"Olga (Come Back to the Volga)"
    (mentions Lenin, Trotsky)

    cast included Tamara [Drasin] here too

    show featured Sophie Tucker
    (born Sonia Kalish-Abuza, in 1884, as parents fled Russia)

    ST sang "I'm Taking the Steps to Russia"
    (the ultimate, funniest "ASoB!" song evar?)

    sample lyrics:

    I'm taking the steps to Russia,
    I'm showing 'em how to dance,
    I'm starting the shag in Moscow,
    I'm putting red ants in their pants. . . .

    I know what's the matter with 'em,
    What they need is Harlem rhythm,
    So I'm making Communithm

    Those proletari-ats
    And agitators
    Will all be alley cats
    And alley-gators. . . .

    Old Stalin will hush his gush-a
    And strut like a Roxy usher
    When I make the steppes of Russia

    (for the rest, see The Complete Lyrics of Cole Porter, here.)

    The above jab at Stalin's long-windedness reappears later in the show, in "To the U.S.A. from the U.S.S.R." The song marvels at how "backward" and "slow" the USSR must be to prefer listening on the radio to Uncle Joe, rather than to Charlie McCarthy, as do folks in the USA.

  • Why end America Sings of Bolshevism! at 1938?

    Bordman's American Musical Theatre: a Chronicle, in discussing "Leave It to Me!" (see p. 565, here) explains indirectly why the above year is a convenient and merciful place to end the book:

    Leave It to Me's first-act finale was set in Red Square. The Communist anthem, "The Internationale," was sung, and a friendly Joe Stalin (Walter Armin) condescended to do a little dance.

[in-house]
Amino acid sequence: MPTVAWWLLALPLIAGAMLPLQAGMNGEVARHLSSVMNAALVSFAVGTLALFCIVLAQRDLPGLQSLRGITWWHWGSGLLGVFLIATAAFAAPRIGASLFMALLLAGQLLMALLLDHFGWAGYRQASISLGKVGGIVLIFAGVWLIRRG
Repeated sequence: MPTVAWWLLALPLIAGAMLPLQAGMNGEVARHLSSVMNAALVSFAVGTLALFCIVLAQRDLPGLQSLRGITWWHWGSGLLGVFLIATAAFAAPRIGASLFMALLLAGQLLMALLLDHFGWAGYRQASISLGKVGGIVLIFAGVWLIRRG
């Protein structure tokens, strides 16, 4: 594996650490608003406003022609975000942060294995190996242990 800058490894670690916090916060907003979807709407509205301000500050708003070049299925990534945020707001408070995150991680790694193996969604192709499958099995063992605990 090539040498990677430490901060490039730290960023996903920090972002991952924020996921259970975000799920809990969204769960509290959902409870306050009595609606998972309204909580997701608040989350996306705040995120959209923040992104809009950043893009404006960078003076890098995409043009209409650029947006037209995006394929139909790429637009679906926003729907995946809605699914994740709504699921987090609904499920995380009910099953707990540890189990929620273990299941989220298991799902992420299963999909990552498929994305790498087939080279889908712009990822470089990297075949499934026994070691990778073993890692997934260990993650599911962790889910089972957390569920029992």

By the time the show embarked on a national tour during the next season, Stalin and Hitler has signed their pact, Stalin was eliminated as a character in the show, and a warning was added to the program insisting that the evening bore no relation to current events.

    In other words, after 1938, particularly after August 1939, the history just gets too depressing. And complicated.

    In any event, 1939 & the years immed. thereafter seem to show evidence of even wider interest in USA in "folk forms" (a step backward? or away? or beyond? or "deeper"? who knows/cares?), and not just those of the USA:

    Decca's 1939 album by the Russian Imperial Singers, Russian Folk Songs; from the liner notes:
    With the changes which have taken place in the musical as well as the political life of Russia, a tremendous interest has grown up abroad in the music of the earlier days, and the distinctive manner of its performance. . . . The Russian Imperial Singers is a group of five men who are carrying on the artistic traditions of the music of Czarist Russia.

    A final advantage of a brief digressionary epilogue into 1939 would be to mention Garbo's immortal "Ninotchka" (1939).

    "Ninotchka" is not a musical -- but what if it were?

    Then it would be Cole Porter's "Silk Stockings" (1955).

    Thus could be bootstrapped in a final quote from the lyrics (as noted here, on Clive Davis's cool blog) of that show's "Siberia":

    Then we're sent to dear Siberia,
    To Siberi-eri-a,
    When it's cocktail time 'twill be so nice
    Just to know you'll not have to phone for ice.
    When we meet in sweet Siberia,
    Far from Bolshevik hysteria . . .

  • Final (and perhaps only) good reason that America Sings of Bolshevism!* should exist at all:

    inclusion of CDs of recordings of all the songs.

    *(a title that admittedly is silly, if not ridiculous, if not stupid.

    Where did it come from?

    See previous posts: It's not TiR's fault.)

Now goodbye to this topic.